Karen Lillis’ gem of a novella is written in the form of a diary by an unnamed female over the course of three weeks in December, 2003. It is not a diary in the sense of daily entries that recount the events of the day. In fact, we know almost nothing about her activity during this time except that on December 24 the narrator, who lives in New York City (Brooklyn), boards a train for Washington, DC, presumably to spend the holidays with her family, though nothing’s ever mentioned, and on December 30, the final entry, she is about to board the return train.
Watch the Doors as They Close is a soul-searching exploration of an all-consuming love affair that has recently ended. In fact, three days into the journal, December 14, the narrator writes, “Anselm and I broke up a week ago – a week ago today, in fact. On the phone, after he’d already left New York again to return to his mother’s house in Pennsylvania.”
Indeed, the journal begins, “This is the story of Anselm. The story of Anselm as told to me.” It’s this introspective inquiry that makes the choice of the diary form so compelling. A diary is written for oneself, an attempt to make sense of one’s life. To get a bead on her own life, the narrator must come to terms with her lover, the man with whom she shared a room for the past three months in an often tempestuous affair.
Anselm Vaughan Brkich-David entered the narrator’s life in a bar at 2:00 A.M. one night when she was “shit-faced drunk.” If not the classic “love at first sight,” the meeting was so intense that they wanted to see each other again, and thus began the affair. Only, who is Anselm? This consumes the narrator for the duration of the novella, and in the end, despite the cataloging of his likes and dislikes, his travels, background, behavior, loves, obsessions, he becomes even more remote, more shadowy, less certain. We watch the doors as they close over her certainties about the validity, the authenticity of their relationship. (Who was that masked man?)
Anselm grew up in the dirt poorest area of Appalachia, in Pennsylvania coal mining country near West Virginia. His father committed suicide, tormented by the effects of black lung disease. His mother was crazy, his sister remote. Yet Anselm, a musician and composer, managed to escape to Oberlin College and thence on a grand Bohemian tour that brought him to Paris, Vienna, and ultimately to New York. Anselm’s life seems to be marked by the women with whom he is serially involved, Meredith and April and Sandra and many others who appear indistinguishable to the reader but who are vividly individual in the narrator’s mind. This is a diary, after all, not a novel in which characters are developed for a plot. Indeed, the way the women blend into one another adds up to the narrator’s own doubts about how genuine her own relationship with Anselm was.
The narrator is a writer, and Anselm tells her she is “the first writer he ever met who had something to say.” This has got to be self-affirming, heady. Anselm even offers to collaborate with her on an opera, he writing the music, she the libretto, and off the narrator goes into a fantasy about Edna Saint Vincent Millay. But is Anselm ultimately just another bullshit artist? The reader wonders this as the narrator fears it may be true. By the end of the diary she is comparing moments when they were “real” with each other and when they were being fake, and she even wonders if Anselm is a scam artist or worse, some sort of psychopath.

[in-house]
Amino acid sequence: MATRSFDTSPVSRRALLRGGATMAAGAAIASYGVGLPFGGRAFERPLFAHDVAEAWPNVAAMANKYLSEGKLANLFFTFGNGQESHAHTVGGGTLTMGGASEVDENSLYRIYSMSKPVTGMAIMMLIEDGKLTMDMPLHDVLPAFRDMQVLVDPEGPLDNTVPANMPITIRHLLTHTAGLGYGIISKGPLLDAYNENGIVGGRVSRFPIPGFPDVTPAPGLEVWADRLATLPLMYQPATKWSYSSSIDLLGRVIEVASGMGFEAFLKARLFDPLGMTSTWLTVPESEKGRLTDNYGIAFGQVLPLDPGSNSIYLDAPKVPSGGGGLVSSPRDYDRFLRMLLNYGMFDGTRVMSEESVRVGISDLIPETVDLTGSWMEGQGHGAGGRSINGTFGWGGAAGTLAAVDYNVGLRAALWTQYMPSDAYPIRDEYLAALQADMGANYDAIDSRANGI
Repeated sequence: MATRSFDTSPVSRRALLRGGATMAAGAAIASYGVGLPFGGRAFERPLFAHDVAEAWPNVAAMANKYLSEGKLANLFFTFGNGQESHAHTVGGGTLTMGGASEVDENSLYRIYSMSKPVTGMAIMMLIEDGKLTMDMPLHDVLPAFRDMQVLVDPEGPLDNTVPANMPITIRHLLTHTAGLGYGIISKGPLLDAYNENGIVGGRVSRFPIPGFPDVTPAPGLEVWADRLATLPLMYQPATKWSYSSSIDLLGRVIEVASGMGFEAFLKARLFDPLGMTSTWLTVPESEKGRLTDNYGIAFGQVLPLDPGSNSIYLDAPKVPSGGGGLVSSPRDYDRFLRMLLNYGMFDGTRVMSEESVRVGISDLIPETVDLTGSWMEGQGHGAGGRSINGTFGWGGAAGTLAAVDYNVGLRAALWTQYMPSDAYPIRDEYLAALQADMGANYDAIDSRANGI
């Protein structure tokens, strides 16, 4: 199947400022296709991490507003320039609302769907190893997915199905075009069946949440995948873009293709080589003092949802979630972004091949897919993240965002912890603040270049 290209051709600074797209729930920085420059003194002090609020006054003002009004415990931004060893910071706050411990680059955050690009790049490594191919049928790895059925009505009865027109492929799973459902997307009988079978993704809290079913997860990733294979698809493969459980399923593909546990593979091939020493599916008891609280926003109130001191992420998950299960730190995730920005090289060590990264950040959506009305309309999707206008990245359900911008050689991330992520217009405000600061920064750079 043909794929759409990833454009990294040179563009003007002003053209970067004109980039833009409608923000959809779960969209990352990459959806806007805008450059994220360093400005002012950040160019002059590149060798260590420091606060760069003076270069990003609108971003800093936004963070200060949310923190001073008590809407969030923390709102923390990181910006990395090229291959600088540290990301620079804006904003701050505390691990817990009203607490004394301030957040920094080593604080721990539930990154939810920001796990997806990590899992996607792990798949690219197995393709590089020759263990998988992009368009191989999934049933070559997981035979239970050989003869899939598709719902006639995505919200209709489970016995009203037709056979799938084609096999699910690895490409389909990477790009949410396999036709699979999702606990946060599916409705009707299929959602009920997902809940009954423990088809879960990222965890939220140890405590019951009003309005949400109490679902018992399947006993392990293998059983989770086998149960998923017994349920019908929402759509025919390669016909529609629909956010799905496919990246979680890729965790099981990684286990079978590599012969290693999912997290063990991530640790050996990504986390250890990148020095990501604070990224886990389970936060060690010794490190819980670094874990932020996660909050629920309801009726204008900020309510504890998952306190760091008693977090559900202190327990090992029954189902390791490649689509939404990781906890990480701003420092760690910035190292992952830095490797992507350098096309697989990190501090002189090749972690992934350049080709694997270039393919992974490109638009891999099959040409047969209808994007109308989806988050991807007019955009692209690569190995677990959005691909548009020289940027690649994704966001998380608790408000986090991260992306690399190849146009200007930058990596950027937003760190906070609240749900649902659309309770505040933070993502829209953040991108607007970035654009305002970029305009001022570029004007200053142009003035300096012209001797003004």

Still, the conviction remains that there must have been some sort of “spiritual” legitimacy at work. It wasn’t a complete mirage, was it? “Sometimes I felt like his emotional stenographer, like he was looking back over his whole life and dictating it to me. I would wonder about his attraction to writers. Did he want to hand his life story to someone else who might make sense of it?”
But of course really, it’s her own life she is trying to make sense of, isn’t it?
All of this is written as an intense groping toward the truth. The narrator was raised as a Catholic and has a nostalgia for the confessional, its therapeutic effects. “I suppose the strong instinct to write the tell-all comes from Catholicism, I thought upon waking today,” she writes on December 15. “The concept of a Confessor is so specific, and doesn’t get replaced with anything else in society once you leave the Church.” So in writing this confession, she tries to come to an understanding, which is the true nature of any diary, after all. “I want the challenge of someone who cares enough to tell me the absolute truth.”
We do get glimpses of the diarist’s life in quick asides that give an insight into the feverish way her brain is trying to process the affair. “I just got back from walking over to Bushwick to donate books to a new women’s library,” she writes on December 16. “It reminded me of the story Anselm told me about the project he and a friend of his started to get Penguin to donate books to schools in Appalachia.” This is a story about the good Anselm, constantly at war in the narrator’s head with the bad Anselm, a conflict which is ultimately never resolved, can never be resolved. All she can do, finally, is watch the doors closing….
By novella’s end, the reader does get a sense of closure, not in the way a plot reaches a resolution, but in a kind of resignation in the narrator’s one. Not a small accomplishment for this kind of narrative. Bravo, Karen.
Similar Reads: Fyodor Dostoyevsky – Notes from Underground; Saul Bellow – Dangling Man; Colette – Chéri and The End of Chéri